Strive for Positive Employee Engagement

Of course, there is a lot to be said about the connection between engaged employees and positive organizational outcomes. However, there’s another connection that should be considered equally important: employee engagement and employee happiness levels. As we stated in this article, “employee engagement is about commitment, connection, and motivation, and when those three aspects exist, the sense of belonging and work satisfaction will naturally form.” A critical step on the path to create better leaders includes striving for positive employee relations and engaged employees who feel valued, heard, and respected.

The benefits of positive employee engagement include lower turnover, increased retention, support for a positive workplace culture, and much more. And employee engagement is developed on the basis of a few basic building blocks that include meaningful work, positive feedback, employee recognition, transparent and authentic leadership, and trust. It’s not always easy, but it is fairly simple. To foster a collaborative workplace with engaged employees, your leaders need to exemplify trust and transparency.

Your frontline supervisors and managers should be exemplifying #trust, #transparency, and #authenticity to foster a collaborative workplace with engaged employees. #createbetterleaders #employeeengagement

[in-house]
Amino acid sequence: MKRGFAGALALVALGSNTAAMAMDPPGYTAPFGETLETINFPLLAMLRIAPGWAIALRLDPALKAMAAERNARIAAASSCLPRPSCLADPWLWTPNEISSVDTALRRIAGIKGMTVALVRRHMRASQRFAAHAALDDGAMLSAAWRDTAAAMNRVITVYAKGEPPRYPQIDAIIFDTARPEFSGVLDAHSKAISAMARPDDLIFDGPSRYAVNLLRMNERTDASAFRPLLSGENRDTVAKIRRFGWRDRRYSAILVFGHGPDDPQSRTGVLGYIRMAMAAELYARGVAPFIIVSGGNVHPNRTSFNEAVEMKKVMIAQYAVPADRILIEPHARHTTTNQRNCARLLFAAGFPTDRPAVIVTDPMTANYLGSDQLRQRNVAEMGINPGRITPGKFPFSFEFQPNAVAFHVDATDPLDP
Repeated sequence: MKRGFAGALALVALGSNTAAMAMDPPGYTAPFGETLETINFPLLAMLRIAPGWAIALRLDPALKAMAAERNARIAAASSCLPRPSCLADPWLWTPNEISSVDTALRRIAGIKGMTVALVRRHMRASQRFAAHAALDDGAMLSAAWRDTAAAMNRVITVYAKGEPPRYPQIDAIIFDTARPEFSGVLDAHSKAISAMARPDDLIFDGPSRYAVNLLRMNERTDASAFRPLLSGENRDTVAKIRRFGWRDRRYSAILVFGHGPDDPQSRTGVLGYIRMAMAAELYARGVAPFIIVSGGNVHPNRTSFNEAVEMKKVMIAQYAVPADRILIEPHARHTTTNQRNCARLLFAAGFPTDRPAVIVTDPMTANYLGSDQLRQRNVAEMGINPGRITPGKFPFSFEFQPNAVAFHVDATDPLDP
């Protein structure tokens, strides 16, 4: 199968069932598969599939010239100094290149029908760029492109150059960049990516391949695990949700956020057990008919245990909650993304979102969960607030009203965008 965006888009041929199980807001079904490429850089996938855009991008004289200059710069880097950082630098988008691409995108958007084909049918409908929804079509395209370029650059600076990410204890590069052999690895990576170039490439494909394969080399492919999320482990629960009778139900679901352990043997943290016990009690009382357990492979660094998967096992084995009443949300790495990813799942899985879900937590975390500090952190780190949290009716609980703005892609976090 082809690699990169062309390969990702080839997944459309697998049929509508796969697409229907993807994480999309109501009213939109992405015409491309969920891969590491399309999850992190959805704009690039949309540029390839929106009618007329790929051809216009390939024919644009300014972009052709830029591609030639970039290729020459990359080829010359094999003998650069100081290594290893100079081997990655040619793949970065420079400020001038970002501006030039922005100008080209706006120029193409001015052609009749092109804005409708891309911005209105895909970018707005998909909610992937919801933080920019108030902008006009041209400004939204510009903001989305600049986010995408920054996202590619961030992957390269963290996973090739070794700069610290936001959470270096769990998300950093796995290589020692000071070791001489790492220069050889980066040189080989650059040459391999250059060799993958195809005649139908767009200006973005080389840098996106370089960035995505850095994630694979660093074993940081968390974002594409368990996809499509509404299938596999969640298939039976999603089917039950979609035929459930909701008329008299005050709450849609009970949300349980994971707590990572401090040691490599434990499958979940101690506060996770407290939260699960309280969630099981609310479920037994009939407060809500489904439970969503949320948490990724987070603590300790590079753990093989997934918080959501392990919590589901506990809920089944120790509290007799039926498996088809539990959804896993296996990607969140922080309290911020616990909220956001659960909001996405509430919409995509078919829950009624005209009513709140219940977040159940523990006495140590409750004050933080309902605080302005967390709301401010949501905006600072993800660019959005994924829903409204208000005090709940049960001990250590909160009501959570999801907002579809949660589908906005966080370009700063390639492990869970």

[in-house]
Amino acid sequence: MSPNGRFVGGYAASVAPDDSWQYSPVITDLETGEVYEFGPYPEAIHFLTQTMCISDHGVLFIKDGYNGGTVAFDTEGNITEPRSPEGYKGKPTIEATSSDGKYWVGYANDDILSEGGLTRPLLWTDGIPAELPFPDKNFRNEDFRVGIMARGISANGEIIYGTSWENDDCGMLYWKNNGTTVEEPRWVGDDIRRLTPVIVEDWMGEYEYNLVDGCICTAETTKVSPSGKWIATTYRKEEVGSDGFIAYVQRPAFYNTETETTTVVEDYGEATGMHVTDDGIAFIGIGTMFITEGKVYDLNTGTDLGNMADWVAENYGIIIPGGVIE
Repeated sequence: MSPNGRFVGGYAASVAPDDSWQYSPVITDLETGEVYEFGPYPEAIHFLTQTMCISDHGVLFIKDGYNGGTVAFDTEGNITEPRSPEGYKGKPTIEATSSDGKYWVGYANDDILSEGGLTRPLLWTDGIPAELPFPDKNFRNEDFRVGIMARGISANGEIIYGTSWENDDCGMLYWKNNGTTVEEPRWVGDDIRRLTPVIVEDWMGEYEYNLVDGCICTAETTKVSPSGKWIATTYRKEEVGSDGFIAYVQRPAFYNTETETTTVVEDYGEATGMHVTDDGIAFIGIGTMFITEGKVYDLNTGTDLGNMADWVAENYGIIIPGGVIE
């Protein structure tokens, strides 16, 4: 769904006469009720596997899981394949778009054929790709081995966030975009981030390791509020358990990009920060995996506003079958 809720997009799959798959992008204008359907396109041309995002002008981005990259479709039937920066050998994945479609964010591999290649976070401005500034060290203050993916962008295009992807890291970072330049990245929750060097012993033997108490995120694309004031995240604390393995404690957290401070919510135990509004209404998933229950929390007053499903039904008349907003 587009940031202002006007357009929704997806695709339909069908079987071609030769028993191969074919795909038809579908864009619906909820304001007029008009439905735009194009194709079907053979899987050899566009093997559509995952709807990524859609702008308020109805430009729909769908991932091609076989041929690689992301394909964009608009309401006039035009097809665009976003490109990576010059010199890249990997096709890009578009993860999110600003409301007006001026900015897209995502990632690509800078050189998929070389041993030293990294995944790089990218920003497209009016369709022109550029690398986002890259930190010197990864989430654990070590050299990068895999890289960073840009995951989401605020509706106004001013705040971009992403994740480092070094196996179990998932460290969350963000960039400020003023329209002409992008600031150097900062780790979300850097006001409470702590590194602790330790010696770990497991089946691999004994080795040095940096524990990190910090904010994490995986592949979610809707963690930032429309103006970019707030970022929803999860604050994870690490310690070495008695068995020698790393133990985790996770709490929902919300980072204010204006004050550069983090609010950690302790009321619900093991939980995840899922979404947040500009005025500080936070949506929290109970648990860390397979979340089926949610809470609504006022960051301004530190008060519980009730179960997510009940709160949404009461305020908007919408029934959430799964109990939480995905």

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Practice Transformational Leadership

Last but certainly not the least important way to create better leaders in your organization is implementing transformational leadership skills. Transformational leadership was initially a term coined by James MacGregor Burns, who was both a leadership expert and presidential biographer. It can be seen when “leaders and followers make each other advance to a higher level of morale and motivation." Transformational leadership behaviors include providing recognition and support, inspiring people to achieve their goals, providing encouragement, and setting clear goals.

While there may be a wide array of characteristics exemplified by transformational leaders, among the most important are strong, clear vision, the ability to communicate, and the power to inspire and motivate team members -- and challenge them to go above and beyond. As a transformational leader, your team members should be able to also challenge you and count on you to go above and beyond, willing to do all that you’re asking of them.

By portraying these characteristics yourself, and instilling them into your frontline supervisors and managers, you will be able to create better leaders in no time. 

About the Author Walter Orechwa

Walter is Projections’ CEO and the founder of A Better Leader. Walter provides expert advice, highly effective employee communication resources and ongoing learning opportunities for Human Resources and Labor Relations professionals.